“ATHICA has shown a lot of international artists alongside community members,” Hilton says. “Athens can feel insular and that’s one reason I love it. But there’s something beautiful about introducing outsiders to a small community while also showing our small community a level of art, thoughtfulness, and integrity that belongs outside as well. I also believe doing that opens opportunities.”
Much of Hilton’s vision is inspired by Lucy Lippard’s The Lure of the Local: Sense of Place in a Multicentered Society. The late ’90s book, which Hilton was introduced to in graduate school at New York’s Hunter College, discusses a range of topics from mapping and landscape to public art and preservation. The New York Times wrote that Lippard’s view of being multicentered essentially means, “being responsive to and responsible for the place where you are at the time.” No surprise that such a concept ignites a fire for Hilton. Her award-winning work—a delightful range of exhibitions, performances, curated shows, and collaborations—develop from the idea of moving from one locale to the other, staying in motion to spurn on physical and emotional transitions.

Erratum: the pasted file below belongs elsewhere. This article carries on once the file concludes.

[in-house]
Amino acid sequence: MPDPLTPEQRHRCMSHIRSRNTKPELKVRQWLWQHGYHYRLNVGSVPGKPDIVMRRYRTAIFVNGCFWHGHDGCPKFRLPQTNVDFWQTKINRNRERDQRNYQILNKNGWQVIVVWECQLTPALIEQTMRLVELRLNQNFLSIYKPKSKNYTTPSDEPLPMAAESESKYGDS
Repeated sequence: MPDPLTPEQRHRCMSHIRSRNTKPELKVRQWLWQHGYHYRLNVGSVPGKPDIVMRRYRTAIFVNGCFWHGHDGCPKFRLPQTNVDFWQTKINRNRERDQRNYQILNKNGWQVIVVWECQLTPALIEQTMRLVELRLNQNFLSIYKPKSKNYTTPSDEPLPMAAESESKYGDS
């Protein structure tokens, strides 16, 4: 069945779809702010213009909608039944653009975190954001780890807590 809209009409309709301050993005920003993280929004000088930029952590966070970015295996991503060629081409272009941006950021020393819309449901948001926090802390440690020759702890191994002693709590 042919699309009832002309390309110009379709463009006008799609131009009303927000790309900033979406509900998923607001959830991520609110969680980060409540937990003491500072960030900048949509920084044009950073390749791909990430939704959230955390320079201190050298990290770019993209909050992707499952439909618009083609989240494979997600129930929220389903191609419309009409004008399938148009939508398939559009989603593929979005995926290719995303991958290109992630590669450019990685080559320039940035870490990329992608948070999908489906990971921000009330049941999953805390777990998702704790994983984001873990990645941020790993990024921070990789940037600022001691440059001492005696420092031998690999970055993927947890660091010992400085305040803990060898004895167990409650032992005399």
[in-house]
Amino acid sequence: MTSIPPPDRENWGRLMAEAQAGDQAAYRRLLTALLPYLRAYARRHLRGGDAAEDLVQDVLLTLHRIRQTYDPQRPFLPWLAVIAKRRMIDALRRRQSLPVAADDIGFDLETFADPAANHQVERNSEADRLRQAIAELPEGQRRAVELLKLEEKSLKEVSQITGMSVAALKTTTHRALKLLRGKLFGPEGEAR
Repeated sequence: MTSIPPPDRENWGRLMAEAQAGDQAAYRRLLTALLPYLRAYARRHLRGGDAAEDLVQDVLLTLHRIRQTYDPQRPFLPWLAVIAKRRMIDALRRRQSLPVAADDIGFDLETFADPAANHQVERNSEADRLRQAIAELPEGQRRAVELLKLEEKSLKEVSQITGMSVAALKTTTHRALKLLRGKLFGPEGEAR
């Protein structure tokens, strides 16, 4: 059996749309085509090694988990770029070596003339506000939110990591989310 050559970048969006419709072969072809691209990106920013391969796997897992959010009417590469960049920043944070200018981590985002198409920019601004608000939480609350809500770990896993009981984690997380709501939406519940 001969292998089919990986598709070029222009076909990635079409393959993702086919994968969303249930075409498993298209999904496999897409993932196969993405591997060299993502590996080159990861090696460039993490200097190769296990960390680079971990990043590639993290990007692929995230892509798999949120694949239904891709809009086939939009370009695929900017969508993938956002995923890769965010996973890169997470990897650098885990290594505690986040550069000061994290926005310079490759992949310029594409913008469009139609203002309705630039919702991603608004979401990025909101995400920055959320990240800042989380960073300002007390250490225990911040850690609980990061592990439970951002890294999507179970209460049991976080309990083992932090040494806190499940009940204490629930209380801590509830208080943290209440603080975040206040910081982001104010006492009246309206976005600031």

Take for instance Walk with Me, a series of silent walks throughout public spaces in various cities, as well as The Recognitions: An Experiment in Social Architecture and a 60-mile Memorial, in which Hilton began to confront her ancestor’s complicity in slavery. That’s how she became turned onto Lippard. “It had a lot to do with owning where you’re from and being a part of where you’re from,” Hilton recalls.